[Solved]-Python/Django: Why does importing a module right before using it prevent a circular import?


When a module is imported (well, the first time it’s imported in a given process), all the top-level statements are executed (remember that import is an executable statement). So you cannot have module1 with an import module2 statement at the top-level and module2 with an import module1 at the top-level – it cannot obviously work.

Now if in module2 you move the import module1 statement within a function, this statement won’t be executed before the function is actually called, so it won’t prevent module1 from importing module2.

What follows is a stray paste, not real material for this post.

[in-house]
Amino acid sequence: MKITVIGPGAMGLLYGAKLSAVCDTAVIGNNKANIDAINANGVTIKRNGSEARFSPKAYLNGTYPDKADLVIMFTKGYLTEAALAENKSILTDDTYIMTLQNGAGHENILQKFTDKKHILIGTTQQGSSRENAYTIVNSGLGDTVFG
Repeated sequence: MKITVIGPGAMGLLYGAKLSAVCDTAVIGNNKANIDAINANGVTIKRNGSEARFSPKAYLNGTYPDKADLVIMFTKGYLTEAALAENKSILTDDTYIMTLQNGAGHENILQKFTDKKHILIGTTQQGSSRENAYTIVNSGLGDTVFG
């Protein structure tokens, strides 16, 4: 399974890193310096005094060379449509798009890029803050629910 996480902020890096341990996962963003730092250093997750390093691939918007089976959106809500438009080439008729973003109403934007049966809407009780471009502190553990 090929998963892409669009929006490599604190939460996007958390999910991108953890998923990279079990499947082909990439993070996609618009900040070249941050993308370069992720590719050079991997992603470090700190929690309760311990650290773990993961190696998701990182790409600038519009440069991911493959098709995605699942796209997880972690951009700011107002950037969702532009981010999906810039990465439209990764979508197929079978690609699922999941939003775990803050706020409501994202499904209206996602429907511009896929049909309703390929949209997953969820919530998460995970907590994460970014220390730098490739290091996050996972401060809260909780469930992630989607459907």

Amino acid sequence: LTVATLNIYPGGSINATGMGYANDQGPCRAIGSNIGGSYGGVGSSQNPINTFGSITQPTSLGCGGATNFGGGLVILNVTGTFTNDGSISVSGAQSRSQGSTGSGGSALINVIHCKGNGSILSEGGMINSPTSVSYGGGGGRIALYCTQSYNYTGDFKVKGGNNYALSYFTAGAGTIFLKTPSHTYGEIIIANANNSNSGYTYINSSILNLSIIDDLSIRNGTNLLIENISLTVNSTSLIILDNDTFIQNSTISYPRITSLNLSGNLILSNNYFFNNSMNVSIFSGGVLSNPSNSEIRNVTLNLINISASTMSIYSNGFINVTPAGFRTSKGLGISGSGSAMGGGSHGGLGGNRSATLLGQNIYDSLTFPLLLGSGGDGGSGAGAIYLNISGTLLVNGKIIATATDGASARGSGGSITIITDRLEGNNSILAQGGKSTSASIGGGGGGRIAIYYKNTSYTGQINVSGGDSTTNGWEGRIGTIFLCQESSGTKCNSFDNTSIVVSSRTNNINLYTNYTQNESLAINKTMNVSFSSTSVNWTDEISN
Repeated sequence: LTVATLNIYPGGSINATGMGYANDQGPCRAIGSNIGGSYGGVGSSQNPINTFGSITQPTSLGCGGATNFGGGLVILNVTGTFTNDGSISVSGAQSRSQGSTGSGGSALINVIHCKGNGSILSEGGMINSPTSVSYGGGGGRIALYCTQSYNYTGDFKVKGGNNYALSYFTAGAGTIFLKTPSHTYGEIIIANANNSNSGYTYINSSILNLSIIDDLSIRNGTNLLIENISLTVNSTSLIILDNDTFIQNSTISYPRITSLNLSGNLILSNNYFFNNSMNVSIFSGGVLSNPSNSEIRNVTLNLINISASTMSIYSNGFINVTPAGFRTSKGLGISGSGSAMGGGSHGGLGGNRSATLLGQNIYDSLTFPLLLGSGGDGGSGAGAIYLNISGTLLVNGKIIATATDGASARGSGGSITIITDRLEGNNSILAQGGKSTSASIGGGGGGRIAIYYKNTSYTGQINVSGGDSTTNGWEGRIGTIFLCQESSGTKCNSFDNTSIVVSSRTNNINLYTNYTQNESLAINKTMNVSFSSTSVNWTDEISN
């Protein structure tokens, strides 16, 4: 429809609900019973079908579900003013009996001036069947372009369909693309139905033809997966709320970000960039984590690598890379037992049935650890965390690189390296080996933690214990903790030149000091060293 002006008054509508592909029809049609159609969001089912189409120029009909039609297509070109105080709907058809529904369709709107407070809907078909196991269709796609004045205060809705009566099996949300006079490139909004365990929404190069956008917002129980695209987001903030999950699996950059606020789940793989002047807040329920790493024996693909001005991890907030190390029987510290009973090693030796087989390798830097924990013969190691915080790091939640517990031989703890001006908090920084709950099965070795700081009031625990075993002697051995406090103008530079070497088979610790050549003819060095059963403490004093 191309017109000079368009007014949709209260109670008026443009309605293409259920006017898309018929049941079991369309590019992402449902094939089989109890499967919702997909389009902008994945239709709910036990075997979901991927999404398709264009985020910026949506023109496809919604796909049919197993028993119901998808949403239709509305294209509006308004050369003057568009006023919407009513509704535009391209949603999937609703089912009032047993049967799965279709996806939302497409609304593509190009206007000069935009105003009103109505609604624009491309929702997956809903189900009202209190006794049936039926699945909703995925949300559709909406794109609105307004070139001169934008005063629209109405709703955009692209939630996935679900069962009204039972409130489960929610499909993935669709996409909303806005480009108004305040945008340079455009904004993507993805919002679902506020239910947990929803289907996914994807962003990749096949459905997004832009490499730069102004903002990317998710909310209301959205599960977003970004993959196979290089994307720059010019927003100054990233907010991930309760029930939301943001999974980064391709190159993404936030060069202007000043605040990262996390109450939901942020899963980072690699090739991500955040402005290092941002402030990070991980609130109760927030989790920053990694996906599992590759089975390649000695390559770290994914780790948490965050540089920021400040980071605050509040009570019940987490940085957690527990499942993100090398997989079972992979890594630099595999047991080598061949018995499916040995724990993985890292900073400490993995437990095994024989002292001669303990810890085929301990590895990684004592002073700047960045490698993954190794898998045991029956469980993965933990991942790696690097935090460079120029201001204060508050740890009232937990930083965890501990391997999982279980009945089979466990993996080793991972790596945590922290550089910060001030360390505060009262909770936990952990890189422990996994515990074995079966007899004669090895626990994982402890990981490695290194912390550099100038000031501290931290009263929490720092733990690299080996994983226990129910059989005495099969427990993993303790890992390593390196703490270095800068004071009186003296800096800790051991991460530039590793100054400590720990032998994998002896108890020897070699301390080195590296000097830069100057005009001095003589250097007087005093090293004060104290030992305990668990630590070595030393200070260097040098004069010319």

Note that this is still considered bad practice, most of the time a circular dependency means you should refactor your code to avoid the problem (extract the parts both modules depends on into a third module that depends from both but none of the others depends on, or simply merge the modules) – but some cases are complex due to other constraints so having this as a last-resort solution is fine.

Also, you do not need to import a model to reference it in a ForeignKey or Many2Many field – you can pass a "appname.ModelName" string, cf https://docs.djangoproject.com/en/1.8/ref/models/fields/#foreignkey

To refer to models defined in another application, you can explicitly
specify a model with the full application label. For example, if the
Manufacturer model above is defined in another application called
production, you’d need to use:

class Car(models.Model):
    manufacturer = models.ForeignKey('production.Manufacturer')

This sort of reference can be useful when resolving circular import
dependencies between two applications.

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